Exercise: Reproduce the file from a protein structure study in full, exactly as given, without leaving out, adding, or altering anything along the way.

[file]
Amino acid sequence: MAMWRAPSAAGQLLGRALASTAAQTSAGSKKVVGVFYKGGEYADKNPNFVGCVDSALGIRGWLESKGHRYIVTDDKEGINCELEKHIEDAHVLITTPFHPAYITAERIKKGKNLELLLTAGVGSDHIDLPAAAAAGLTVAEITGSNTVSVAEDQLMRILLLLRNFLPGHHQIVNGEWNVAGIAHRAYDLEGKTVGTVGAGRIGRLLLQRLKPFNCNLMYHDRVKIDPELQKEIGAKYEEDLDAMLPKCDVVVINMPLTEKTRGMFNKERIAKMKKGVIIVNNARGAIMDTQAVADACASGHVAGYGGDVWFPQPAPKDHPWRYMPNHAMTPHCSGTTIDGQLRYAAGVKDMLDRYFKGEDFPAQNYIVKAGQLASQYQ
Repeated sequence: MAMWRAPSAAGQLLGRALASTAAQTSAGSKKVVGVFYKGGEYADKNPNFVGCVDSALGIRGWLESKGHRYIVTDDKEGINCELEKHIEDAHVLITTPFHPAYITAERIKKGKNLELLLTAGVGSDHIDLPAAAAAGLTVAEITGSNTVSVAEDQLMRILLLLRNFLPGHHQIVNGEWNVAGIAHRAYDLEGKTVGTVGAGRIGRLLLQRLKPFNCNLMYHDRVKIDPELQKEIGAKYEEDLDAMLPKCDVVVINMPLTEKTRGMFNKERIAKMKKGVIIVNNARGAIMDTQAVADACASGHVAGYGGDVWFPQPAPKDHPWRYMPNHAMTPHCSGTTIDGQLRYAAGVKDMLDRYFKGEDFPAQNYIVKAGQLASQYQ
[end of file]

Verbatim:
Amino acid sequence: MAMWRAPSAAGQLLGRALASTAAQTSAGSKKVVGVFYKGGEYADKNPNFVGCVDSALGIRGWLESKGHRYIVTDDKEGINCELEKHIEDAHVLITTPFHPAYITAERIKKGKNLELLLTAGVGSDHIDLPAAAAAGLTVAEITGSNTVSVAEDQLMRILLLLRNFLPGHHQIVNGEWNVAGIAHRAYDLEGKTVGTVGAGRIGRLLLQRLKPFNCNLMYHDRVKIDPELQKEIGAKYEEDLDAMLPKCDVVVINMPLTEKTRGMFNKERIAKMKKGVIIVNNARGAIMDTQAVADACASGHVAGYGGDVWFPQPAPKDHPWRYMPNHAMTPHCSGTTIDGQLRYAAGVKDMLDRYFKGEDFPAQNYIVKAGQLASQYQ
Repeated sequence: MAMWRAPSAAGQLLGRALASTAAQTSAGSKKVVGVFYKGGEYADKNPNFVGCVDSALGIRGWLESKGHRYIVTDDKEGINCELEKHIEDAHVLITTPFHPAYITAERIKKGKNLELLLTAGVGSDHIDLPAAAAAGLTVAEITGSNTVSVAEDQLMRILLLLRNFLPGHHQIVNGEWNVAGIAHRAYDLEGKTVGTVGAGRIGRLLLQRLKPFNCNLMYHDRVKIDPELQKEIGAKYEEDLDAMLPKCDVVVINMPLTEKTRGMFNKERIAKMKKGVIIVNNARGAIMDTQAVADACASGHVAGYGGDVWFPQPAPKDHPWRYMPNHAMTPHCSGTTIDGQLRYAAGVKDMLDRYFKGEDFPAQNYIVKAGQLASQYQ